A massive abstract wood sculpture, El Serpente (1953) was the first object to greet viewers to the Museo Experimental El Eco in Mexico City in 1953. Mathias Goeritz designed the building to be a “living institution,” a space to host multidisciplinary projects. The sculpture’s dips and peaks are both reminiscent of a snake’s movements and recall the ancient temple-pyramids of Mesoamerica. Goeritz intended El Serpente to be the opening statement for the museum, his first attempt at producing “emotional architecture.” El Eco was a Neo-Concrete building designed to house art, music, theater, literature, and cinema all under one roof, with the stated purpose of producing “spiritual uplift” by eliciting “true emotions.” Goeritz hoped the museum would be an antidote to what he saw as the cold and de-humanizing rationality of postwar Mexico’s functional architecture.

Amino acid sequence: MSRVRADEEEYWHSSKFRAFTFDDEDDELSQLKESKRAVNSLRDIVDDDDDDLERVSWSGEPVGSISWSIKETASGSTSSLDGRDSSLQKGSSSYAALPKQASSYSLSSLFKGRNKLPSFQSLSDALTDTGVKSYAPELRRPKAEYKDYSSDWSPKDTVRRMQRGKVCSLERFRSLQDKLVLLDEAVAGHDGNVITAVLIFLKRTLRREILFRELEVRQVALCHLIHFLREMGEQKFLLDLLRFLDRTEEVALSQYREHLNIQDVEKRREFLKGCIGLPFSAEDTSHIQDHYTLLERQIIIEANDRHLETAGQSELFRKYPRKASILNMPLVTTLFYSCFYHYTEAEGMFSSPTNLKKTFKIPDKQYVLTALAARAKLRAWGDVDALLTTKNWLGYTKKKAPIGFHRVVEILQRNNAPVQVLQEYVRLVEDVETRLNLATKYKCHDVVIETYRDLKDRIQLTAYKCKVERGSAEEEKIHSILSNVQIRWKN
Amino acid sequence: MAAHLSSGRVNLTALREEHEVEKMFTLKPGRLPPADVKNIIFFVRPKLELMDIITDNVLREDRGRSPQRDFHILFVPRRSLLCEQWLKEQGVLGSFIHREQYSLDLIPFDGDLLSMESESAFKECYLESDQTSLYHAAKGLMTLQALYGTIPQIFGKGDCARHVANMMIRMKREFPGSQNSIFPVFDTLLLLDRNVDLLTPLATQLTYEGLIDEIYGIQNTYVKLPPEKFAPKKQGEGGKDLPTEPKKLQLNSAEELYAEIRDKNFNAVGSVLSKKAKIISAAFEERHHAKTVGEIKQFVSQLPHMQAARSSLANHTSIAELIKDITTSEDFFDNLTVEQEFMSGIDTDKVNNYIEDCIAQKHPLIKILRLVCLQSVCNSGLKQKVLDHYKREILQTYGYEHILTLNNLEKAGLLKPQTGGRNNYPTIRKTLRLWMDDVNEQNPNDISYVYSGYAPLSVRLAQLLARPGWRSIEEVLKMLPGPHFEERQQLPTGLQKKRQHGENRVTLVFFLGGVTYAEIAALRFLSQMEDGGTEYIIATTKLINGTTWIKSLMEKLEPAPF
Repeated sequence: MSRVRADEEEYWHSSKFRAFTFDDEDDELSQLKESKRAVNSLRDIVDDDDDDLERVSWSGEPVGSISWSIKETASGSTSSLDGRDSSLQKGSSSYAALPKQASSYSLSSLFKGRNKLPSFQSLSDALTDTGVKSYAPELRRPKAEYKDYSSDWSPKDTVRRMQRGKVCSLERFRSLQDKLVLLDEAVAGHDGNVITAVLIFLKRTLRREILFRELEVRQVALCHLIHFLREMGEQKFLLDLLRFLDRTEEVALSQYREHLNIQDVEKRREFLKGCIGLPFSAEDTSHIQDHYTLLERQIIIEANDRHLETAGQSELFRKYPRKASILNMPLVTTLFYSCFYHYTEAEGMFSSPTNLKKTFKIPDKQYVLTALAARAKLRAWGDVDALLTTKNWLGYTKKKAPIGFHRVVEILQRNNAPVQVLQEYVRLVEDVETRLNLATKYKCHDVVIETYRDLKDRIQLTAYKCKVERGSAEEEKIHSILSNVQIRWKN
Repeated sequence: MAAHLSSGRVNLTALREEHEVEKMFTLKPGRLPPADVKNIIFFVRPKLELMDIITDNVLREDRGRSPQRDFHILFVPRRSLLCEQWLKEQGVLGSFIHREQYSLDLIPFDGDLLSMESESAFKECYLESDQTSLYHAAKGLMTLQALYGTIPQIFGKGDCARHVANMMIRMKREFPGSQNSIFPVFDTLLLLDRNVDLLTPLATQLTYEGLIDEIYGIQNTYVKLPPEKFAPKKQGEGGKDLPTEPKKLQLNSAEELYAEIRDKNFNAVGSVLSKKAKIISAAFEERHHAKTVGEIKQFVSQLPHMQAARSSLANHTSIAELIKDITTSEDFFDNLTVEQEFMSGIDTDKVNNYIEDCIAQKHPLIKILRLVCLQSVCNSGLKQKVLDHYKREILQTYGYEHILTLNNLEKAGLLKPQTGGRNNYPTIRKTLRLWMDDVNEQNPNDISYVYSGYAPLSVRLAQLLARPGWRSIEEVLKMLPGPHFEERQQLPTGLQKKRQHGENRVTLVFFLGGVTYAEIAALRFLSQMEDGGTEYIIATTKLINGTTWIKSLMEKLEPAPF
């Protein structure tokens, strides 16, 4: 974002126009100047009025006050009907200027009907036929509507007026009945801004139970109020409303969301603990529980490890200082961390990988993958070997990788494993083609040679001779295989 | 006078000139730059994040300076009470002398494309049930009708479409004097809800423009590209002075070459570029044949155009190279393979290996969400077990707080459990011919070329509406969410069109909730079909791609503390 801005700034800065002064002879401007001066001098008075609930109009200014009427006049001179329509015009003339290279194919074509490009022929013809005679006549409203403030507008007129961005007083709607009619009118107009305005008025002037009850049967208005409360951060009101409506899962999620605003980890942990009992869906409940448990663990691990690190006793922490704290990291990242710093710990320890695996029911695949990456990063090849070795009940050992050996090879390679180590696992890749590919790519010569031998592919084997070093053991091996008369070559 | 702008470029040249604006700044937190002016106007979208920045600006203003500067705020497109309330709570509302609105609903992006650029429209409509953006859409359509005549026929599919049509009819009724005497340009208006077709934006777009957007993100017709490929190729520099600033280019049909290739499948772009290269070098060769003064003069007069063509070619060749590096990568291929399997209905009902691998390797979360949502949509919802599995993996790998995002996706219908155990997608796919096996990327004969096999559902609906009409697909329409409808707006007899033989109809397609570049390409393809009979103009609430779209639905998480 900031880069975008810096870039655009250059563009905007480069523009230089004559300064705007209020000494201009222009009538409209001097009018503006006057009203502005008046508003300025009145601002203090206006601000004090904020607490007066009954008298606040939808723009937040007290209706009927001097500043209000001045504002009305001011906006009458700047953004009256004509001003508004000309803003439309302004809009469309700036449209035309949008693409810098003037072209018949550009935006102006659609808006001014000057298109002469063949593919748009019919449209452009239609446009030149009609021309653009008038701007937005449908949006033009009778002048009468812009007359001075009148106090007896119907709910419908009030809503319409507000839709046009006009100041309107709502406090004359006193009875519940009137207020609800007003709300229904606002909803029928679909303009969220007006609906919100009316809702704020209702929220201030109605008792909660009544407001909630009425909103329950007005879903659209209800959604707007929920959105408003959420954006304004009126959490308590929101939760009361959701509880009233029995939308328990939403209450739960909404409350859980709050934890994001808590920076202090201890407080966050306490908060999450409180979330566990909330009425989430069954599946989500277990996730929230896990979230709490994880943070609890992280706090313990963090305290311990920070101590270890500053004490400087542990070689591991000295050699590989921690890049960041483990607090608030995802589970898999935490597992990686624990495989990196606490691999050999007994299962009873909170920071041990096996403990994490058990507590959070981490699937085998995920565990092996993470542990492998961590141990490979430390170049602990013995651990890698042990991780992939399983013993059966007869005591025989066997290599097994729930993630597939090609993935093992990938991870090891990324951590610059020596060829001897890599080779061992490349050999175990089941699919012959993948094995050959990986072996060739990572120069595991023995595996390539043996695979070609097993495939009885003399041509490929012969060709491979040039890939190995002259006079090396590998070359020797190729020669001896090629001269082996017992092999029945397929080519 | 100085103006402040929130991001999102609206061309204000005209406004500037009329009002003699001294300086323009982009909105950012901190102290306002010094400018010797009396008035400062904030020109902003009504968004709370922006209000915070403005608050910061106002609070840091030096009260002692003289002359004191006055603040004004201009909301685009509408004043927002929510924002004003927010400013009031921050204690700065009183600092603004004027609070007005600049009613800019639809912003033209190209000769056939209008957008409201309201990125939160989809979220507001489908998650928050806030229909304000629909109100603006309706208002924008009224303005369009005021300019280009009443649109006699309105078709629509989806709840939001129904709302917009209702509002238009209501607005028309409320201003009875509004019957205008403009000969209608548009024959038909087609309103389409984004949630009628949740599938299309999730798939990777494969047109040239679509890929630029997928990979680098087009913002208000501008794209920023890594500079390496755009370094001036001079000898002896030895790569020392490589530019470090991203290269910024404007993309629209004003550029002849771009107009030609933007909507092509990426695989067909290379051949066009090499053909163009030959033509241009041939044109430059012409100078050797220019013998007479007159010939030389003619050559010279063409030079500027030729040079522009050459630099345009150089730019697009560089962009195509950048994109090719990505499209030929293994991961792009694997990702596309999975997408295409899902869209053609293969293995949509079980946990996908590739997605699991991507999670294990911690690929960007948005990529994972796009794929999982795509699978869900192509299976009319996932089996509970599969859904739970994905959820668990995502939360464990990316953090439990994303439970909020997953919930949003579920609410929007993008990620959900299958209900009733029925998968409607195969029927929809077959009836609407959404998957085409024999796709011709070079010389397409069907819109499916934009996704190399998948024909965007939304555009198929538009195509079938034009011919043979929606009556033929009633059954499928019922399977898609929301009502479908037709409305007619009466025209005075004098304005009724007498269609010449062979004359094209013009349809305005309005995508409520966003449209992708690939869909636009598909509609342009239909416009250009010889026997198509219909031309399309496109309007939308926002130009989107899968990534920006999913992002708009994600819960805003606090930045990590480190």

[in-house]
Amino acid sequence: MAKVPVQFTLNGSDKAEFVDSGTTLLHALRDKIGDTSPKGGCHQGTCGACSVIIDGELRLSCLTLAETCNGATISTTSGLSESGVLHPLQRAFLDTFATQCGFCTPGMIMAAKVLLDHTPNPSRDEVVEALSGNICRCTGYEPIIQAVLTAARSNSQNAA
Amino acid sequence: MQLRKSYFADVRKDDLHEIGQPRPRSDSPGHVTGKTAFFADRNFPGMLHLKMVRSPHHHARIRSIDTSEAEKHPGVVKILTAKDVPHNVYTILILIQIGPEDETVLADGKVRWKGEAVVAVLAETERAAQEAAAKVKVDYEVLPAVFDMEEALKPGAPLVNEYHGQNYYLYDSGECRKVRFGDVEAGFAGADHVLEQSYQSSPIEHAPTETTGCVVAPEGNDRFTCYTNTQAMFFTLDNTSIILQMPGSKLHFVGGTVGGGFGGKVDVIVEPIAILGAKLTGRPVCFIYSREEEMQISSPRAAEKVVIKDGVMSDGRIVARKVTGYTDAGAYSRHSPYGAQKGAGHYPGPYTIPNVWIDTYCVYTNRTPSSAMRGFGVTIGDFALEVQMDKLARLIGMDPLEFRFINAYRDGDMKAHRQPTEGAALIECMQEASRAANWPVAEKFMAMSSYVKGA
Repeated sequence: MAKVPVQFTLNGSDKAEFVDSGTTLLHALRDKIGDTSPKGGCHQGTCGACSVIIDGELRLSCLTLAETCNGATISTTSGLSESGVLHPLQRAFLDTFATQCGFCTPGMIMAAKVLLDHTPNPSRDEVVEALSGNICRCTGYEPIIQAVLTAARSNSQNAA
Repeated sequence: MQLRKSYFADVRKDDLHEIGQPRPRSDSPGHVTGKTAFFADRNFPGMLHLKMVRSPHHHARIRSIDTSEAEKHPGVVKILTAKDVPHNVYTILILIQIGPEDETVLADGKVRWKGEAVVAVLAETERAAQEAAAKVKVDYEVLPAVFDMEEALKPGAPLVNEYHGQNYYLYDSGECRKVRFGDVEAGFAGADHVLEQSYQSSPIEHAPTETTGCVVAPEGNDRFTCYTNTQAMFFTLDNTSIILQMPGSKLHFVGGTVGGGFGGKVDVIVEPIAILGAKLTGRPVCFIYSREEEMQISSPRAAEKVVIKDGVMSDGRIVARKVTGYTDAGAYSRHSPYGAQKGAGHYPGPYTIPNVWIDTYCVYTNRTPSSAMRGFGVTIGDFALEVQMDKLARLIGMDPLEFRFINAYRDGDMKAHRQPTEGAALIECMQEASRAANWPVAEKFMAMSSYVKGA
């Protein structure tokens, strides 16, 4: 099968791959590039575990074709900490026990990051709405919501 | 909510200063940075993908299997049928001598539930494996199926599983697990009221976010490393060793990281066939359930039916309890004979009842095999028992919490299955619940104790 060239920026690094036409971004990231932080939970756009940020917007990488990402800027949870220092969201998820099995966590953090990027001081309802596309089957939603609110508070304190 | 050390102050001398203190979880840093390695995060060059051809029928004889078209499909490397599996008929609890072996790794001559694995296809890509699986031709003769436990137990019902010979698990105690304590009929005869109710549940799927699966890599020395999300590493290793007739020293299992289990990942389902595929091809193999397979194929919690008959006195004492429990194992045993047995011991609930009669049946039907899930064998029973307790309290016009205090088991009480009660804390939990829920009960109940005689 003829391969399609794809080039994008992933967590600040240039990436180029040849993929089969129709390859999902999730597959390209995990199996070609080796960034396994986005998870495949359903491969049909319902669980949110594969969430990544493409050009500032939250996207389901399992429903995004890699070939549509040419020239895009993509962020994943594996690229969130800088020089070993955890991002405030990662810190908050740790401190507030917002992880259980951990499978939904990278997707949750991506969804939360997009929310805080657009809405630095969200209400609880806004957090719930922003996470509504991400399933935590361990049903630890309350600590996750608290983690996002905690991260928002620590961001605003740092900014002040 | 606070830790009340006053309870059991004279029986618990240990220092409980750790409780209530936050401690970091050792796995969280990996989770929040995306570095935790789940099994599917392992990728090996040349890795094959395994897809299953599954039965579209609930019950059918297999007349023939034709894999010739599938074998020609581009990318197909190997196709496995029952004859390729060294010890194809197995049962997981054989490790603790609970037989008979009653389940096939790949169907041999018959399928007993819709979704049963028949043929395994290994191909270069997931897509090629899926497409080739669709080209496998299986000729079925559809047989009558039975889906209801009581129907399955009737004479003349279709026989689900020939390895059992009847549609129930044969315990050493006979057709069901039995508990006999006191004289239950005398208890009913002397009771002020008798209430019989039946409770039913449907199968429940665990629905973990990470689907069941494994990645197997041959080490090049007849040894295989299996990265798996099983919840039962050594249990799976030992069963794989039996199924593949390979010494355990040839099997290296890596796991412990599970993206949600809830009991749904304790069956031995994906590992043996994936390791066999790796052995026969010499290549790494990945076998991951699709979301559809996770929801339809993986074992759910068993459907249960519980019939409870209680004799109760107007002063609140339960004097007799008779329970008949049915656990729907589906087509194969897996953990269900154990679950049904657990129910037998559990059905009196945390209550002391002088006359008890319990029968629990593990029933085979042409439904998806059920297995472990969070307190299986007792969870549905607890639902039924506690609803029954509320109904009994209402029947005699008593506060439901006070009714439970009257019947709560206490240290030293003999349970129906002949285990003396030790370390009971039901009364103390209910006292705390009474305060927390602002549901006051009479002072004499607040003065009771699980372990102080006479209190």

The dramatic abstract form of El Serpente complimented the architecture of El Eco, a fanciful building that eschewed the regularity of level surfaces or right angles. Its irregularities invited the viewer to actively engage with the space, creating a highly personal experience of both the building and the sculpture. But El Serpente had a functional and social component as well: it was used as a set for dance performances, such as the one choreographed by Luis Buñuel (1900–1983) and performed by the Walter Nicks dance group. By inviting participation and interaction with the space around it, El Serpente exceeded the parameters of purely rational Concrete art.